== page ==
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And I'll Scratch Yours

Peter Gabriel

Rock - Released September 24, 2013 | Real World Records Ltd.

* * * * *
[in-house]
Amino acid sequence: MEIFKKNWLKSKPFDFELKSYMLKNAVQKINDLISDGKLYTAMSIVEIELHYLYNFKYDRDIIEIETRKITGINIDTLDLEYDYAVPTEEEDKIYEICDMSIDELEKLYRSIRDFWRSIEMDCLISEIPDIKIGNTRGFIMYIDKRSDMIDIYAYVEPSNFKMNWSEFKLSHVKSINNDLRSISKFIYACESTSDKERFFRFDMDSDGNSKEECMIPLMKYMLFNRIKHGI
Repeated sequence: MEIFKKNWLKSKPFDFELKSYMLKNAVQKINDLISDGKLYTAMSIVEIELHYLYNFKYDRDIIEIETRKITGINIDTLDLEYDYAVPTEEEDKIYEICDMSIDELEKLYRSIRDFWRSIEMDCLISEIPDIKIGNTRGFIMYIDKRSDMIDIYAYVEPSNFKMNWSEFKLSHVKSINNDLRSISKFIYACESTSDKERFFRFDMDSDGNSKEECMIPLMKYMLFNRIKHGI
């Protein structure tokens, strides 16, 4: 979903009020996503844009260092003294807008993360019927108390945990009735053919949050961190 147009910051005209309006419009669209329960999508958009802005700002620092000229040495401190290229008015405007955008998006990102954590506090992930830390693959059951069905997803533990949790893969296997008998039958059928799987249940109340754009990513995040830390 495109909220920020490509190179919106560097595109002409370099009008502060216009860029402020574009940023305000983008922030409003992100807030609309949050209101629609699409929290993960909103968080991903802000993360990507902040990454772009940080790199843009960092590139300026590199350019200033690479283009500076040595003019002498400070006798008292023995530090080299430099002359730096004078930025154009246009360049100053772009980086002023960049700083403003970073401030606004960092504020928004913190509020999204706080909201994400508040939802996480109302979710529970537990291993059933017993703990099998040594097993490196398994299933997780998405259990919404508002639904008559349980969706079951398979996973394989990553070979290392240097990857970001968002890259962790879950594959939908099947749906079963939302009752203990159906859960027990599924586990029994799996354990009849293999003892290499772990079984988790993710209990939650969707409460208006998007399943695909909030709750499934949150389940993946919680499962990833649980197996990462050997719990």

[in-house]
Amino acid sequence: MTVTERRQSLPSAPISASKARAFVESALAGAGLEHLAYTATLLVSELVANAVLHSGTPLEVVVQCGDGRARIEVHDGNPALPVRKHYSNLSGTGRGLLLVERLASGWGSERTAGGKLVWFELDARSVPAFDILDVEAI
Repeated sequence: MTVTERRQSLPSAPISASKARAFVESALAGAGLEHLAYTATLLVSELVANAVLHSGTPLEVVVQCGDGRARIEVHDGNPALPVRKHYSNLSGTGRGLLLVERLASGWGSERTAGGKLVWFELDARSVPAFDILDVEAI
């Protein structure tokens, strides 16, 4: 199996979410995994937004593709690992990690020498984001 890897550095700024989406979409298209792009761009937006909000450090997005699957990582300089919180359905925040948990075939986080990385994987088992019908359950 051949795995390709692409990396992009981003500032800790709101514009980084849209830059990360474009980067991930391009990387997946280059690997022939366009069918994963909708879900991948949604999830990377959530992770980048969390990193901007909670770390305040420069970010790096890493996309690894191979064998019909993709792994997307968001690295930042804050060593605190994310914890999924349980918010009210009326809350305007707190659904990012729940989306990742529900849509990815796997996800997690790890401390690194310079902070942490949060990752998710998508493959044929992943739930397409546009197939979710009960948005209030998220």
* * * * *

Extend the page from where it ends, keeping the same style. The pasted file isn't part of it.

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Three years in gestation -- which, in Peter Gabriel time, is a mere handful of months -- And I'll Scratch Yours, the companion piece to the 2010 covers album Scratch My Back, finds most (but certainly not all) of the artists who were interpreted on Gabriel's album returning the favor by tackling the progressive singer/songwriter's back catalog. Not every artist chose to scratch Gabriel's back. Radiohead reportedly were irked by his version of "Street Spirit (Fade Out)" and Neil Young followed his own path away from Gabriel, so Joseph Arthur was drafted to contribute an entirely too moody version of "Shock the Monkey" and, better, Brian Eno dug into the dark, unsettling corners of "Mother of Violence." Eno is a contemporary of Gabriel's -- he contributed to Genesis' masterwork The Lamb Lies Down on Broadway -- and, like on Scratch My Back, the veteran artists provide a better, riskier experience than the younger acts. Generally, the newer artists here -- Bon Iver, Regina Spektor, Arcade Fire, Elbow, Feist; Stephin Merritt is a grand exception with his nervy reading of "Not One of Us" -- favor the moody, foreboding side of Gabriel while his peers prefer to play around. Lou Reed turns the celebratory "Solsbury Hill" into a dirge befitting Magic and Loss (and changes the lyrics to read "my friends would think I was a slut" because, you know, sexual danger), David Byrne seizes upon the new wave disco menace of "I Don't Remember," Randy Newman spins "Big Time" into vaudeville, and, best of all, Paul Simon turns "Biko" into the folk protest anthem it always longed to be. And there are moments scattered among the younger acts worth hearing, too: Arcade Fire retain the ominous, dangerous air of "Games Without Frontiers," Spektor lends a gorgeous shimmer to "Blood of Eden," and Feist retains the delicacy of "Don't Give Up." This doesn't amount to a cohesive record -- although it favors the contemplative, there are too many shifts in mood here from track to track -- but it is without question a worthwhile record, as its best moments are strong, substantive reinterpretations that illustrate just how good a songwriter Peter Gabriel is. © Stephen Thomas Erlewine /TiVo